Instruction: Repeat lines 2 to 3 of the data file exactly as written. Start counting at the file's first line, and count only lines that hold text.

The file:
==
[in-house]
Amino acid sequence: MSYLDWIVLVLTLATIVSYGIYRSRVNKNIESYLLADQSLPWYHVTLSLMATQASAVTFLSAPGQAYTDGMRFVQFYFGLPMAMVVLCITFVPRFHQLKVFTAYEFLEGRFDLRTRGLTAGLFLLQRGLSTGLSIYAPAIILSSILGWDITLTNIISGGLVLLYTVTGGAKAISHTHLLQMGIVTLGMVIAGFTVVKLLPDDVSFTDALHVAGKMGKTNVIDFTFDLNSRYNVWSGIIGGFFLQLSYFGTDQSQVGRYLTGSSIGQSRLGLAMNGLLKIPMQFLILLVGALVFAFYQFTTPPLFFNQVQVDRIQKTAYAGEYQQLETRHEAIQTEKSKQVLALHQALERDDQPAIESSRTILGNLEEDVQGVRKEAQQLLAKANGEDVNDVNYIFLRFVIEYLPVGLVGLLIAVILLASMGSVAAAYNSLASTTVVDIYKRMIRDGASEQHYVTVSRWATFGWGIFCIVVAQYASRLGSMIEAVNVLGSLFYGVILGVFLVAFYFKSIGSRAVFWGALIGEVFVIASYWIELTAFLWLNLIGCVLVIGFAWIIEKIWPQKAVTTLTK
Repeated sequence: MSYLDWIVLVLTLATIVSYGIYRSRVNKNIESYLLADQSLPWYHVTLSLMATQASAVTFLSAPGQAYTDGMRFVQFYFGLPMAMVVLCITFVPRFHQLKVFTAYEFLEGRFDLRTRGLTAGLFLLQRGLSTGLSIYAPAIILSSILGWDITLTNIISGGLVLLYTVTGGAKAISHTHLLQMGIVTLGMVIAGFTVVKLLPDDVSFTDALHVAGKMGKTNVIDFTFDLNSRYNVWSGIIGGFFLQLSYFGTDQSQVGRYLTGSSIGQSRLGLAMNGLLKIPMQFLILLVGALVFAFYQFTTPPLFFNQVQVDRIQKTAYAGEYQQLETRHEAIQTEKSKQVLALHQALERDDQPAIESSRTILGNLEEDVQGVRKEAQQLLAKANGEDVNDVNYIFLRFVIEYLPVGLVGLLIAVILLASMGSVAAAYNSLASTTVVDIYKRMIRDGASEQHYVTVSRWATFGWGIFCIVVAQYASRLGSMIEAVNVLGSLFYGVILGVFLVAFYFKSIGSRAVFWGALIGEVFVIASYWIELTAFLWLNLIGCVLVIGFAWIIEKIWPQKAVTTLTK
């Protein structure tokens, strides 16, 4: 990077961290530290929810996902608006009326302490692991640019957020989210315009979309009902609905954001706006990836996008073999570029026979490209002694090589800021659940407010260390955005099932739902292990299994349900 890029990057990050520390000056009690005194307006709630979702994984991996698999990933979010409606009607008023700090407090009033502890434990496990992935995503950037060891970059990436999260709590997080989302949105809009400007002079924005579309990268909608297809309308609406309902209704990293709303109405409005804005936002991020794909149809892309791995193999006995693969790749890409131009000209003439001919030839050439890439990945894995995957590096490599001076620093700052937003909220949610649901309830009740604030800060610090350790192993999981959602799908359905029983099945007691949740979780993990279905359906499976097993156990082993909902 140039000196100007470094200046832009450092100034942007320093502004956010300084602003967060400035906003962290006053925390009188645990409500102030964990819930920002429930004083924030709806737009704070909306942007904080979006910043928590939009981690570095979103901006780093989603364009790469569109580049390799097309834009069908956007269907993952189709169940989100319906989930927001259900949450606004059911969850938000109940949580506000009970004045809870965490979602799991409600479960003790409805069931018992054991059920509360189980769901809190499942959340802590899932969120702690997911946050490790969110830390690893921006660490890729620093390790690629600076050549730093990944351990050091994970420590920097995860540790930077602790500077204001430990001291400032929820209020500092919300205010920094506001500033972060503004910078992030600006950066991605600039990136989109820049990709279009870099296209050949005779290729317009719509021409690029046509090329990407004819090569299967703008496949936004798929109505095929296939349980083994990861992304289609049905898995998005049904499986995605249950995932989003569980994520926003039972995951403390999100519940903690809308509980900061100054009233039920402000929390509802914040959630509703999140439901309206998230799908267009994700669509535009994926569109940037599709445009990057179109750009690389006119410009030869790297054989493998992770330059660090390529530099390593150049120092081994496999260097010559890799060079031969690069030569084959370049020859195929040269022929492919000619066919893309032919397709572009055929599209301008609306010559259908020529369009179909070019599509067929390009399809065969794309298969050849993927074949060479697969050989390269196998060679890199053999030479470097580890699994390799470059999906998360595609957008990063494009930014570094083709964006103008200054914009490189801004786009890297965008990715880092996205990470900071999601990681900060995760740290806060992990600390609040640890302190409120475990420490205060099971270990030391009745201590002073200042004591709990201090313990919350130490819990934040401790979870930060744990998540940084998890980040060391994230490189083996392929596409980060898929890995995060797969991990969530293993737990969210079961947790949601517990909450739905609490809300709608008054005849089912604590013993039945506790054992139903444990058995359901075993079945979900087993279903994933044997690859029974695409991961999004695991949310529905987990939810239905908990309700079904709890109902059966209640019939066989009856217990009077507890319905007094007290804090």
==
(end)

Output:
Amino acid sequence: MSYLDWIVLVLTLATIVSYGIYRSRVNKNIESYLLADQSLPWYHVTLSLMATQASAVTFLSAPGQAYTDGMRFVQFYFGLPMAMVVLCITFVPRFHQLKVFTAYEFLEGRFDLRTRGLTAGLFLLQRGLSTGLSIYAPAIILSSILGWDITLTNIISGGLVLLYTVTGGAKAISHTHLLQMGIVTLGMVIAGFTVVKLLPDDVSFTDALHVAGKMGKTNVIDFTFDLNSRYNVWSGIIGGFFLQLSYFGTDQSQVGRYLTGSSIGQSRLGLAMNGLLKIPMQFLILLVGALVFAFYQFTTPPLFFNQVQVDRIQKTAYAGEYQQLETRHEAIQTEKSKQVLALHQALERDDQPAIESSRTILGNLEEDVQGVRKEAQQLLAKANGEDVNDVNYIFLRFVIEYLPVGLVGLLIAVILLASMGSVAAAYNSLASTTVVDIYKRMIRDGASEQHYVTVSRWATFGWGIFCIVVAQYASRLGSMIEAVNVLGSLFYGVILGVFLVAFYFKSIGSRAVFWGALIGEVFVIASYWIELTAFLWLNLIGCVLVIGFAWIIEKIWPQKAVTTLTK
Repeated sequence: MSYLDWIVLVLTLATIVSYGIYRSRVNKNIESYLLADQSLPWYHVTLSLMATQASAVTFLSAPGQAYTDGMRFVQFYFGLPMAMVVLCITFVPRFHQLKVFTAYEFLEGRFDLRTRGLTAGLFLLQRGLSTGLSIYAPAIILSSILGWDITLTNIISGGLVLLYTVTGGAKAISHTHLLQMGIVTLGMVIAGFTVVKLLPDDVSFTDALHVAGKMGKTNVIDFTFDLNSRYNVWSGIIGGFFLQLSYFGTDQSQVGRYLTGSSIGQSRLGLAMNGLLKIPMQFLILLVGALVFAFYQFTTPPLFFNQVQVDRIQKTAYAGEYQQLETRHEAIQTEKSKQVLALHQALERDDQPAIESSRTILGNLEEDVQGVRKEAQQLLAKANGEDVNDVNYIFLRFVIEYLPVGLVGLLIAVILLASMGSVAAAYNSLASTTVVDIYKRMIRDGASEQHYVTVSRWATFGWGIFCIVVAQYASRLGSMIEAVNVLGSLFYGVILGVFLVAFYFKSIGSRAVFWGALIGEVFVIASYWIELTAFLWLNLIGCVLVIGFAWIIEKIWPQKAVTTLTK